September 10, 2004

New respiratory protection standards mean yearly fit testing for Medical Center

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Thomas Hazinski, M.D., assocaite chair of Pedicatrics and director of Pediatric Pulmonary Medicine, gets fit tested for the N-95 respirator. Photo by Mary Donaldson

New respiratory protection standards mean yearly fit testing for Medical Center

Some 4,000 health care employees at Vanderbilt Medical Center will be affected by a change in Occupational Safety and Health Administration rules, which also stands to impact health care organizations nationwide.

“The withdrawal of the 1997 proposed standard on Occupational Exposure to Tuberculosis by OSHA this past December will now require yearly fit testing of the N-95 respirator,” said Susan N. Johnson, program manager, Medical Center Safety and Training for Vanderbilt Environmental Health & Safety (VEHS).

“While the new OSHA rules went into effect on July 1, VUMC has been working on the issue since February,” Johnson said. “A VUMC task force led by Melanie Swift, M.D., medical director of the Occupational Health Clinic, has been working on various aspects of implementing this change.

“One of the task force’s goals is to get this information out to the applicable VUMC faculty and staff by as many different means as possible to ensure adequate communication. Representatives from the task force are scheduling meetings with various management groups to discuss the regulatory changes and the plans for providing annual fit testing for applicable staff.”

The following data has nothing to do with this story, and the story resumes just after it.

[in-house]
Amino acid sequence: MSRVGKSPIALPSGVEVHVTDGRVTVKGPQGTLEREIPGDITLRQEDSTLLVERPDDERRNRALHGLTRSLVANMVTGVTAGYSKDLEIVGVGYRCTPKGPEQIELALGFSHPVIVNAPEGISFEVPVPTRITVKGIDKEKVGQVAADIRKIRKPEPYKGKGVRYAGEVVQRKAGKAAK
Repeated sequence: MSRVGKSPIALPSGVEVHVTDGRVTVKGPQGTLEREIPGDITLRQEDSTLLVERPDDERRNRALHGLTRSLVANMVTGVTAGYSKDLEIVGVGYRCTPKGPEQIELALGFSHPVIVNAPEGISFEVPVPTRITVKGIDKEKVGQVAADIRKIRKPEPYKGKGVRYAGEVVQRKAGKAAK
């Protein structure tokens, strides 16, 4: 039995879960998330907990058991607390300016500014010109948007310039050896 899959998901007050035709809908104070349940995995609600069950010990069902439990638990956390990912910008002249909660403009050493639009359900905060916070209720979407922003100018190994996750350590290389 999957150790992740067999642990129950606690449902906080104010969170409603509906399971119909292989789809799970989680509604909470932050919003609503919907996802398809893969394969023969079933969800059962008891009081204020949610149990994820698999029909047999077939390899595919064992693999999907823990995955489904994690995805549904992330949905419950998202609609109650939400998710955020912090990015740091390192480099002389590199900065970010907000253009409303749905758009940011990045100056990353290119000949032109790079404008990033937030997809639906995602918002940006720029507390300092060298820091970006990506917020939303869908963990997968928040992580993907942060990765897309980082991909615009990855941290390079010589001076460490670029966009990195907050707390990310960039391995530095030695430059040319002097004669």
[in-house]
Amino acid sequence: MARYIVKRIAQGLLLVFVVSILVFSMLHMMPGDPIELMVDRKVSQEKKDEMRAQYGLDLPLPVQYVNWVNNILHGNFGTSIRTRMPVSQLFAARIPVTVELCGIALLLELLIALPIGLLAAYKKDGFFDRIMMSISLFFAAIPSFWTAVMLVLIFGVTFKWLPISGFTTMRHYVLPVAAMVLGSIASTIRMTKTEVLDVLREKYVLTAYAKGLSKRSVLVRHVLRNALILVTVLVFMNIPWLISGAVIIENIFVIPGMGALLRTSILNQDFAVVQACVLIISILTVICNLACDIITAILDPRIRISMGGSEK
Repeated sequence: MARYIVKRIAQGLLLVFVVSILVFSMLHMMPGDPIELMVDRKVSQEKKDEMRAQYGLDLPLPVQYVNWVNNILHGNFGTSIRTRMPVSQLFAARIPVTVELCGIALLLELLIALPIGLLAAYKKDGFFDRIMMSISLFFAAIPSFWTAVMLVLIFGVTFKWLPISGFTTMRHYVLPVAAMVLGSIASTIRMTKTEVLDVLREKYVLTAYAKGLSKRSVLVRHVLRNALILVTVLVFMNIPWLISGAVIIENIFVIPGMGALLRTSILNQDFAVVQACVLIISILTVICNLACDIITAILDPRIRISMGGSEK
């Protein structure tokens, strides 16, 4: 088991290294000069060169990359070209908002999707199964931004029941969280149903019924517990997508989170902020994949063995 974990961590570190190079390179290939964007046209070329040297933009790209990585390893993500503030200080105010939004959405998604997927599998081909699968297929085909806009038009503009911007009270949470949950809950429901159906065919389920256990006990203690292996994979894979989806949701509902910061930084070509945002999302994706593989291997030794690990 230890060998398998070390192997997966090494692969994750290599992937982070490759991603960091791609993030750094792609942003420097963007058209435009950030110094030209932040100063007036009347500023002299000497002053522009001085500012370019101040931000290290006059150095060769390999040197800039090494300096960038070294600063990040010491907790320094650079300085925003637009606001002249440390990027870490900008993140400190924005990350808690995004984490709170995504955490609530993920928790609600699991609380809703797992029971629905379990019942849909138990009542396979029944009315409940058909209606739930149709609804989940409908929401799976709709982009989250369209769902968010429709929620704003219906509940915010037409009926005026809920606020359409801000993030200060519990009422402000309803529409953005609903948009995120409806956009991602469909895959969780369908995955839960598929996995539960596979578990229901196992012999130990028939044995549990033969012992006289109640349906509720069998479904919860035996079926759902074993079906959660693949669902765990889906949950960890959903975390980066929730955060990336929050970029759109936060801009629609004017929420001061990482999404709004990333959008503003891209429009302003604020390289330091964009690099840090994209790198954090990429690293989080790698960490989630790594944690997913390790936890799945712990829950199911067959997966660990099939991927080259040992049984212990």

Johnson said VEHS staff performed fit testing for some 1,200 to 1,400 employees in 2003 during new staff orientation. The new OSHA standard requires annual fit testing.

“The most significant issue is that fit testing for the N-95 respirators used for airborne precautions must now be performed on an annual basis. OSHA had proposed a separate TB standard, under which we were allowed to do respirator fit testing once during employment for employees working in areas having risk for occupational exposure to TB,” Johnson said. “With the withdrawal of the proposed TB standard, our N-95 TB respirator program must comply with the OSHA Respirator Standard. This standard outlines requirements for all respirators, from the N-95 respirator to the self-contained breathing units used by the fire department. This OSHA standard requires annual fit testing.”

“VEHS is working to provide managers with a list of employees who are required to be fit tested, which includes when they are due for their annual fit test,” explained Tamara J. Cooley, VEHS safety officer for the Medical Center.

“In order to provide fit testing to those that need it, we have established a monthly schedule that correlates with CPR training,” she said. “We are also working with different departments to set up special fit testing days that could tie in with their competency days.”

The fit-testing classes are 30 minutes long, and take place from 11:30 a.m. to 4 p.m. in S-2430 Medical Center North on Sept. 20; Oct. 25; Nov. 22; and Dec. 20. Each 30 minute session is limited to 20 people, with classes starting promptly on the half hour.

For questions, call VEHS at 322-2057 or visit their Web site at n